Carroll County commissioner-delegation meeting focuses on opioid epidemic legislation

Of various bills the Board of County Commissioners proposed to Carroll’s legislative delegation this week, many of them focused on battling the opioid epidemic — a subject Commissioners Dennis Frazier, R-District 3, and Eric Bouchat, R-District 4, have made priorities.

Frazier detailed the bills at Tuesday’s meeting between commissioners and the delegation, which propose: a system for medical professionals to ensure people coming to them for maintenance drugs — like methadone and Suboxone — are actually going to their mandated counseling sessions, a limit for doctors to issue no more than a six-day supply of opiates when necessary, and a mandate that detox personnel get people released from their detox programs to counseling immediately instead of waiting a week or longer.


But Del. Susan Krebs, R-District 5, said after discussing the opioid epidemic “ad nauseum” and passing the Heroin and Opioid Prevention Effort [HOPE] Act passed in 2017, she doesn’t think others will make it through this year.

“For seven days we met with players,” said Krebs. “Doctors treating people with chronic pain, older people with hospice care, came out.”


She said the determination was that opioids should be prescribed by evidence-based guidelines.

“Most [U.S. Centers for Disease Control and Prevention] guidelines are three days,” she said. “We do have people that have pain; and these people who get off this medication, they’re going to the street, buying heroin. You’ve got to realize the real world.”

Christopher “Eric” Bouchat, commissioner-elect for District 4, will be sworn in as part of Carroll County’s 61st Board of Commissioners Tuesday, and will be free from his 2014 tax lien.

Krebs said to bring another bill forward would make her and her fellow delegates “look foolish.”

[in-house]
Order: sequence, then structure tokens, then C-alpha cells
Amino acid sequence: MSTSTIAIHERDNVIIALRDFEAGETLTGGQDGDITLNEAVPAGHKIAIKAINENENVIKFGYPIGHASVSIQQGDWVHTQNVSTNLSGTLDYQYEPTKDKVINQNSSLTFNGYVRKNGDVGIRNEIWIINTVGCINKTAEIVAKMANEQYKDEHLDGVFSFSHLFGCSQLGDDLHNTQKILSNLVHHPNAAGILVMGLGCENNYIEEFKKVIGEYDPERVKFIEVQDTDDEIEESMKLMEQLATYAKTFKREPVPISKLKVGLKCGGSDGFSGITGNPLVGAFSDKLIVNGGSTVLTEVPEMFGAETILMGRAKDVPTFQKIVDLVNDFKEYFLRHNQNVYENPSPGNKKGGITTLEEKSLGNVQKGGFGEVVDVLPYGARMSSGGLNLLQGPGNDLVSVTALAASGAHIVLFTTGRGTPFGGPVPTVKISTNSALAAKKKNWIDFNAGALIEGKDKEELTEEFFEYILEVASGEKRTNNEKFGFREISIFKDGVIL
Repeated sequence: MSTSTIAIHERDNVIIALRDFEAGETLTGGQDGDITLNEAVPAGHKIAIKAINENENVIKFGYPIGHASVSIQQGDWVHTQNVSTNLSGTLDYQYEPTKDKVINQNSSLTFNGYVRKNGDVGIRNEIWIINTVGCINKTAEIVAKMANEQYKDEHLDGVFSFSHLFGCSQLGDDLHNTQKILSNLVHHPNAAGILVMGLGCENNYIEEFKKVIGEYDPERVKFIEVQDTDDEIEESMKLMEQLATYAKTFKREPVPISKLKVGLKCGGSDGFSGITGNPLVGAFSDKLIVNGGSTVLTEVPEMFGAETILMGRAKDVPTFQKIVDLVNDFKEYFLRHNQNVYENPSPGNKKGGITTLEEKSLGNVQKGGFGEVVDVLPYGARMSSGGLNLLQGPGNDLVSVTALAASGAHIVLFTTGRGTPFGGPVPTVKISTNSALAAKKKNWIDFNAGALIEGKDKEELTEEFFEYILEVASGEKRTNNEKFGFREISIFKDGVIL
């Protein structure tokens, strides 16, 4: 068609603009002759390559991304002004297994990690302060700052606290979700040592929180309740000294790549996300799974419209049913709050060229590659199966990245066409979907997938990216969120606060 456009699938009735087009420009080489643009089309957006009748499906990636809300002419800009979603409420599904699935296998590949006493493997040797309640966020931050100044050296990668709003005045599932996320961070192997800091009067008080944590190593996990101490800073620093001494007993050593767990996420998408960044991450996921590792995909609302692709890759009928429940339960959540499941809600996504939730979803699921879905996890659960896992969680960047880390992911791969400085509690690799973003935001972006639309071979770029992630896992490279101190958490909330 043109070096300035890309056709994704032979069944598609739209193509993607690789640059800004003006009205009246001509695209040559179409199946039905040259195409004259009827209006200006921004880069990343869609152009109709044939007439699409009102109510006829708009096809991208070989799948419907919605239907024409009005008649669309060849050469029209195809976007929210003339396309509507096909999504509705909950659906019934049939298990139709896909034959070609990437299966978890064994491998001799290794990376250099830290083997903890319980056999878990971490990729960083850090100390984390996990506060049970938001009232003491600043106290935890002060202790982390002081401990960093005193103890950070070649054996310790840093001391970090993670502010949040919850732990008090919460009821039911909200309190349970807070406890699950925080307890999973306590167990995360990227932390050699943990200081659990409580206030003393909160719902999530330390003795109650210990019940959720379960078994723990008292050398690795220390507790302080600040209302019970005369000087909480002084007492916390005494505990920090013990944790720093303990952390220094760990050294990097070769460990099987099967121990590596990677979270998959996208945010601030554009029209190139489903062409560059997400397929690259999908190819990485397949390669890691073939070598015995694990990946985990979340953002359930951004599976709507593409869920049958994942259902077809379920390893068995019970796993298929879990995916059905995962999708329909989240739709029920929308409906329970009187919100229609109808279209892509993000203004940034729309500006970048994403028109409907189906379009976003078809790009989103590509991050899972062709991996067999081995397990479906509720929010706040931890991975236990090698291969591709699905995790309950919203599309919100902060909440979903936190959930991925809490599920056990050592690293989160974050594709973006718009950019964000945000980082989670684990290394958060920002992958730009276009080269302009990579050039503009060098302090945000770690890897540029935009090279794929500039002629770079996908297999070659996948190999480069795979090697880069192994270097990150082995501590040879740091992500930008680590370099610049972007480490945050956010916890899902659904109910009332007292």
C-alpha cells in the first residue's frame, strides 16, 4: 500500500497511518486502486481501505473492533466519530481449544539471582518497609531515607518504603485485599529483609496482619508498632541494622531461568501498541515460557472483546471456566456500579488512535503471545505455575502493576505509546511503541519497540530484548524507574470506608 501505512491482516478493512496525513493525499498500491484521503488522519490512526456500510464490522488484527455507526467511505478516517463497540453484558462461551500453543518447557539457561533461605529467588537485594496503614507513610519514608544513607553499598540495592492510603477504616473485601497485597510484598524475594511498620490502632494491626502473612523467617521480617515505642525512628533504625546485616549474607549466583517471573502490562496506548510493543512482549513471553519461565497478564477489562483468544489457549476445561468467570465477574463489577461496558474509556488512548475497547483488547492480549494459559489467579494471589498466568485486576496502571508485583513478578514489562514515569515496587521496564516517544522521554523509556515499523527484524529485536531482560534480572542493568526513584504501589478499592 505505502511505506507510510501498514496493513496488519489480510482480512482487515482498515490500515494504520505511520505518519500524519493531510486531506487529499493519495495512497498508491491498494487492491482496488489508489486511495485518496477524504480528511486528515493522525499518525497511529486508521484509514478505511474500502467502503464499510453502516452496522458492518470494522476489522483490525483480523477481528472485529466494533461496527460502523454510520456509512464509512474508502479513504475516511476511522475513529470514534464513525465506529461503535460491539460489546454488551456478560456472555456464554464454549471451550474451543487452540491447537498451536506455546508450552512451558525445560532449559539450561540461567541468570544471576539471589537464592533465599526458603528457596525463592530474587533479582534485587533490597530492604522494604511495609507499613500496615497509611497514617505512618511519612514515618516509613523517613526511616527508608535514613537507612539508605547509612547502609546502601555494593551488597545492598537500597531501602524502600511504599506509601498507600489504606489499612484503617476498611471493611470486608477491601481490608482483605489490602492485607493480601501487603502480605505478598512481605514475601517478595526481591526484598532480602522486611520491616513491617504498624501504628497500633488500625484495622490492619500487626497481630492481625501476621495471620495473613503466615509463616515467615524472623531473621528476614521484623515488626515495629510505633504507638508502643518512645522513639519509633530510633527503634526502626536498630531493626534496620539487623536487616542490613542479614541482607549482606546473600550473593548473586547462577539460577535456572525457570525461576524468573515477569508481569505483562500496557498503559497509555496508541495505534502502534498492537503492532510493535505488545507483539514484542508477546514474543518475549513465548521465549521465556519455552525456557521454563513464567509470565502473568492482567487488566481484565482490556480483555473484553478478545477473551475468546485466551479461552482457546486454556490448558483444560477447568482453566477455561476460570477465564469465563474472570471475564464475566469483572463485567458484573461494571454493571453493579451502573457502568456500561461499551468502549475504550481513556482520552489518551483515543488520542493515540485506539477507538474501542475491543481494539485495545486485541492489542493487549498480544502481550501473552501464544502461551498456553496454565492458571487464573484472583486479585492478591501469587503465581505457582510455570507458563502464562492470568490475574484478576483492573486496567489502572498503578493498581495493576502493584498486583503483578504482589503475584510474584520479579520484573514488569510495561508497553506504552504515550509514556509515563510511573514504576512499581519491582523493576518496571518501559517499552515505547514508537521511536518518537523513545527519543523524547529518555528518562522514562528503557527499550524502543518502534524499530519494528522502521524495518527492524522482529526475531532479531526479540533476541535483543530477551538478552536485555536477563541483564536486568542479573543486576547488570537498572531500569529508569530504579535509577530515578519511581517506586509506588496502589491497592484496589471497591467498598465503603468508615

“You have to understand our point of view,” Krebs said.


Commissioner Ed Rothstein, R-District 5, said his concern was about new legislation tacked onto old legislation that isn’t being enforced.

“There are laws now that need be continued to be enforced,” said Rothstein. “You were talking about the doctors; it is their responsibility by law to ensure that they’re doing what they’re supposed to be doing in accordance with the law.”

He said although Frazier’s comments that verification of counseling is lacking, “you don’t ban the dogs, you enforce the leash law.”

Frazier said that there needed to be better enforcement of the law, then, and maybe the proposed bill is a way to start the conversation.

“I just think if this went forward, then we could come up with a way to enforce it while we are writing the legislation for it,” he said.

Bouchat said he didn’t see how the bills would make an impact on the epidemic, when making it harder for people to obtain maintenance drugs will drive them back out to the street for heroin — and followed up on a suggestion he made during his campaign.

“Where’s the state on potentially suing the opioid manufacturers and distributors?” Bouchat asked.

Sen. Justin Ready, R-District 5, said Maryland is not on the list of almost 30 states suing opioid companies.

“I think there is still a lot ongoing,” he said.

Bouchat pressed the subject and said the board wants to get in on the discussion.

“Commissioners Bouchat and Frazier have a passion for bringing these things to the table,” Stephen Wantz, R-District 1, said. “If nothing else, it puts something in your head for something we can do at a local level, just like the Access Carroll 24/7 treatment center.”

Other topics